Interview with PB Illustrator Doris Ettlinger

I met Author and Illustrator Doris Ettlinger at the 2012 NJSCBWI Conference in Princeton, NJ.  We attended a Yoga For Writers Intensive Workshop and made an instant connection. Doris has illustrated such notable books as BLACK-EYED SUSAN written by Judy Young, and G IS FOR GARDEN STATE, written by Eileen Cameron .  Her most recent book WELCOME TO AMERICA, CHAMP! by Catherine Stier will be released in March 2013.  Doris’ books have received the International Reading Association Teacher’s Choice Award, National Parenting Publications (NAPPA) Honors and Gold Awards, Bank St. Best Books of the Year, the Oppenheim Toy Portfolio Gold Award, and numerous state reading nominations. G IS FOR GARDEN STATE was chosen as featured book at the National Book Festival (2005) in Washington, DC.

Thanks so much for joining me Doris.

1. Where did you get your artistic training?  I started with how-to-draw books and the comics.  Eventually I earned a BFA in illustration at RISD and an MFA in printmaking from the University of Wisconsin – Madison.

2. What led you to the field of Children’s Book Illustration?  I started out illustrating magazines, newspapers, and the occasional book cover.  When my second child was born, we moved from Manhattan to an old gristmill in western NJ.  Tight deadlines no longer fit my lifestyle.  I shifted my focus to educational illustration.  It didn’t pay as well as editorial, but the projects were bigger and the schedule flexible.  At this time my artist representatives, Cornell & McCarthy, were just putting together their stable of artists.  They had seen a piece I did for Parents Magazine in an illustration directory (RSVP).  Pat and Merial helped me develop my portfolio for the children’s market.   When one of their illustrators, Renee Graef, needed an extra set of hands on the Little House program for Harper Collins, they asked me.  I helped with everything from shading THE DEER IN THE WOODS to making sketches for Little House Chapter Books.  Eventually I illustrated my first two picture books, A LITTLE HOUSE BIRTHDAY and SUGAR SNOW, followed by Rose and Caroline chapter books and novelty books.  By the time the program ended I had 15 titles to my credit.

3. What was your first assignment? My very first assignment was to illustrate animals at the zoo in Providence, RI.  $15 per drawing.  And the client kept the drawings.

4. Many of your PB’s have been historical.  Do you feel a special connection with these time periods?  I didn’t enjoy history class in high school.  It was always about war, and what led to the next war.  I enjoy learning about how people lived their everyday lives.  Right now I’m reading Lucy Worsley’s If Walls Could Talk, an intimate history of the home.  What kind of preparation do you do before you begin drawings for this kind of book?   I research on the internet, my own image files and library.  Often I’ll read a book about the period for inspiration. I’ll sketch costumes or settings while I watch period films.  For A BOOK FOR BLACK-EYED SUSAN I read a woman’s diary from her trek on the Oregon Trail.  (It wasn’t until the last page – when she reached her destination and gave birth – that I realized she’d been pregnant for the whole trip.)  My latest book takes place in England during WW2.  I watched a few British movies from the period to sketch train compartment interiors.  Also, Masterpiece Theatre’s Foyle’s War for costumes and interiors was very helpful.  For color palettes I visit a web site called, where I could type in a key color or words to view a selection of color harmonies.  My color palette for CHAMP! is very different than that of ORANGE SHOES or …BLACK-EYED SUSAN.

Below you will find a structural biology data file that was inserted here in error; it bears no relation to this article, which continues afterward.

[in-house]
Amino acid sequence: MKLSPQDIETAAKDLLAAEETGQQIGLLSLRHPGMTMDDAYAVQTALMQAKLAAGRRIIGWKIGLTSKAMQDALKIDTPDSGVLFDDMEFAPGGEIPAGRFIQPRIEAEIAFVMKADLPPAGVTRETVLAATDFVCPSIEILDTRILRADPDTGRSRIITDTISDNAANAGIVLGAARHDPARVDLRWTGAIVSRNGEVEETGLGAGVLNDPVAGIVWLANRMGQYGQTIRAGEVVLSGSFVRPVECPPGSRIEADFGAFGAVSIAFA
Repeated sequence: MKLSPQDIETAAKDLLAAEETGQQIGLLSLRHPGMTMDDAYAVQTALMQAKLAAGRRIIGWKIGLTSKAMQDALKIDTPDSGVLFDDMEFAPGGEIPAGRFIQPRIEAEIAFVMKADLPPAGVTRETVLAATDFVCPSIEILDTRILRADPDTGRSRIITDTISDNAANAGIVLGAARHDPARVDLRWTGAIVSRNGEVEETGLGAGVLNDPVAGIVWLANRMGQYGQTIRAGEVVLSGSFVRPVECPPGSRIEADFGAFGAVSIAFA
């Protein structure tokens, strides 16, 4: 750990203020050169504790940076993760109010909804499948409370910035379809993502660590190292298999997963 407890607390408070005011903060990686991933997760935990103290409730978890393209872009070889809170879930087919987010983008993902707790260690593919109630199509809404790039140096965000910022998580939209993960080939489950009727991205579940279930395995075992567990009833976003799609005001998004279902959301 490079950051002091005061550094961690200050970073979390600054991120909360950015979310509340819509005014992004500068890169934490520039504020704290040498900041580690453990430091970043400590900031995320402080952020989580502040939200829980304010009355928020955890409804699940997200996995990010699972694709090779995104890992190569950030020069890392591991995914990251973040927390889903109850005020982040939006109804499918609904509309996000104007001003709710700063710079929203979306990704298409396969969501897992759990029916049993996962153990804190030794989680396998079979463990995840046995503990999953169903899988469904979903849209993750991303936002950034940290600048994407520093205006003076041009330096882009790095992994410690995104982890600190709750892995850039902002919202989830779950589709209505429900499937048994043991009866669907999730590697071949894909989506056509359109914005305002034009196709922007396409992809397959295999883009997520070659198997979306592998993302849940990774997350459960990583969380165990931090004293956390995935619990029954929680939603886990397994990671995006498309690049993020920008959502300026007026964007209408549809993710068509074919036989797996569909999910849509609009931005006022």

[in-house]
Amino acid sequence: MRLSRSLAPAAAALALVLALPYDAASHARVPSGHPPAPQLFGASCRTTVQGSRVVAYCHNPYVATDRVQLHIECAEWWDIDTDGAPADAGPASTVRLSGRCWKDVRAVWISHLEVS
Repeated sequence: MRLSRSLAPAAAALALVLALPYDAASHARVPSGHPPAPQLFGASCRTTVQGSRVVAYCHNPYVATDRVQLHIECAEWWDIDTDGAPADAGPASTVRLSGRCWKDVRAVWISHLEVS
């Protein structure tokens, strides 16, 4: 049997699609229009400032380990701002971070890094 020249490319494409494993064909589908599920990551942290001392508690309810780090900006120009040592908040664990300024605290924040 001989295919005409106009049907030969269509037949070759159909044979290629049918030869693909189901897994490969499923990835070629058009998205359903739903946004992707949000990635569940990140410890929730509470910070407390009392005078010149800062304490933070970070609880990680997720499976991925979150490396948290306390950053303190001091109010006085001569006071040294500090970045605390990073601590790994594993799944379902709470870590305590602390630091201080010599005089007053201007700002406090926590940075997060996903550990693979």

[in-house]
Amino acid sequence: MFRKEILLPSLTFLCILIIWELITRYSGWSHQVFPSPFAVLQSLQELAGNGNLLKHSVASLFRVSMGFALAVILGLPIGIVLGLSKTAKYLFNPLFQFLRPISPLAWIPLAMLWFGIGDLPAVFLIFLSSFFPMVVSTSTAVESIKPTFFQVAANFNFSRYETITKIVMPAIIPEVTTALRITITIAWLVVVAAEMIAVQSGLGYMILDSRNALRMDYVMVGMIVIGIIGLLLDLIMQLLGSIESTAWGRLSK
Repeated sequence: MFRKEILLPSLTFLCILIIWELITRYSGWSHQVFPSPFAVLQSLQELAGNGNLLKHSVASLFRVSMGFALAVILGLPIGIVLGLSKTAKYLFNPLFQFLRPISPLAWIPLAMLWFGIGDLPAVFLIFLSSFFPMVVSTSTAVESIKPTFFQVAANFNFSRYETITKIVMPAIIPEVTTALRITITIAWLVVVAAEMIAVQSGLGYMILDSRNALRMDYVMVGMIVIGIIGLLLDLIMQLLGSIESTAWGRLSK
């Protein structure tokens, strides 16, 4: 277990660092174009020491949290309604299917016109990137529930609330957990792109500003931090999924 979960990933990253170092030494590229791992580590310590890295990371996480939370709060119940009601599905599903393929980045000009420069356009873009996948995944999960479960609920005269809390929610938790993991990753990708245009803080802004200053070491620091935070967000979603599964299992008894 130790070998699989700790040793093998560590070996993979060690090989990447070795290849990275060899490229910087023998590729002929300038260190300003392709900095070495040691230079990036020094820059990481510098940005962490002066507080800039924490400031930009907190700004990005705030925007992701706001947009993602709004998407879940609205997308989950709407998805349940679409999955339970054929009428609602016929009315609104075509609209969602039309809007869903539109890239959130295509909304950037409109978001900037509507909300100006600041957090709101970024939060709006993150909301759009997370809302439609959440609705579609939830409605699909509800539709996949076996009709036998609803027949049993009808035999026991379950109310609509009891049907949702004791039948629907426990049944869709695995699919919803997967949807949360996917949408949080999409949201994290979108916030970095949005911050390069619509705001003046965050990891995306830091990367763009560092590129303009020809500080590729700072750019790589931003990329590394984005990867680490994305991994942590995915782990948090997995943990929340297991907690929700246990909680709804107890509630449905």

5. Favorite medium?  Watercolor. Why?  It’s fast and doesn’t require ventilation. Watercolor requires careful thought before wetting the brush, courage when applying the paint, and restraint from fussing over it afterwards. Let the pigment do its thing. When done right the color looks fresh, not overworked.  If you are a control freak, avoid watercolor.

5. How long have you been doing picture book illustration?  Since about 1995.   Before that I illustrated textbooks and other products for the children’s market for 5 or 6 years.

6. Which book is your personal favorite and why? Each book has something particular I’m partial to. I’m very proud of my watercolors in …BLACK-EYED SUSAN.  I love my characters in THE ORANGE SHOES.  I love the boy Thomas in my latest book, CHAMP! I think my concepts for T IS FOR TEACHER and NUMBER ONE TEACHER are clever.  And I have a special place in my heart for Catholic Book of Bible Stories because the stories are very dramatic and I used many friends and family as models.

7. What factors do you consider before taking on a project? First the project has to come from an established publishing house through my agent. This tells me that the manuscript has been vetted by editors and others who believe in the story and its potential in the market.  I don’t illustrate self-published books for that reason. Also, I want to work with an art director or designer, not a non-visual person (the author). Then I consider the advance, royalty, and schedule.

8. What books are you currently working on?  I’m revising several stories I’ve written and making drawings for dummies; revamping my website; creating an etsy page to sell prints of my work; teaching 3 watercolor classes, one for illustrators; and painting watercolor landscapes and still lives.  In other words, I don’t have freelance work right now, but I want to make the most of my time before I get a call.

9. What’s the most unusual or extraordinary thing that has happened to you since you became an illustrator?  People from my past discover me by encountering my books.  A classmate from grade school was browsing in a tiny library in Alaska, when she came across T IS FOR TEACHER.  My name popped out at her.  She eventually tracked me down through one of my publishers.